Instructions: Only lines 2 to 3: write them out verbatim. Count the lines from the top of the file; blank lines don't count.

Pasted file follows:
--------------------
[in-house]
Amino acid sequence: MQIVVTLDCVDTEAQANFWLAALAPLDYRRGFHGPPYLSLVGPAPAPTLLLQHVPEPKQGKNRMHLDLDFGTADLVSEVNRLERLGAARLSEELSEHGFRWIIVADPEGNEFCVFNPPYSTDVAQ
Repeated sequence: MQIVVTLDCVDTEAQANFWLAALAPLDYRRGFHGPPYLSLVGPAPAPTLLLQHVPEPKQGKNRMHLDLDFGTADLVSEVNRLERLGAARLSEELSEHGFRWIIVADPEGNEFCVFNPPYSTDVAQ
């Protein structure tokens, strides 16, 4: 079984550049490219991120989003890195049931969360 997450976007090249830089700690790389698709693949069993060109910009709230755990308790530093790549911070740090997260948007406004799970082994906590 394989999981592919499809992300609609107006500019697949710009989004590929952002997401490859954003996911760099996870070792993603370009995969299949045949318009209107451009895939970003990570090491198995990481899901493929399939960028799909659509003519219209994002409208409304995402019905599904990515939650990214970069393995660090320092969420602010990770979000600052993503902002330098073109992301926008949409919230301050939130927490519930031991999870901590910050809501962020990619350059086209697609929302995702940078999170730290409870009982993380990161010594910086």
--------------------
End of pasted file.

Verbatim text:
Amino acid sequence: MQIVVTLDCVDTEAQANFWLAALAPLDYRRGFHGPPYLSLVGPAPAPTLLLQHVPEPKQGKNRMHLDLDFGTADLVSEVNRLERLGAARLSEELSEHGFRWIIVADPEGNEFCVFNPPYSTDVAQ
Repeated sequence: MQIVVTLDCVDTEAQANFWLAALAPLDYRRGFHGPPYLSLVGPAPAPTLLLQHVPEPKQGKNRMHLDLDFGTADLVSEVNRLERLGAARLSEELSEHGFRWIIVADPEGNEFCVFNPPYSTDVAQ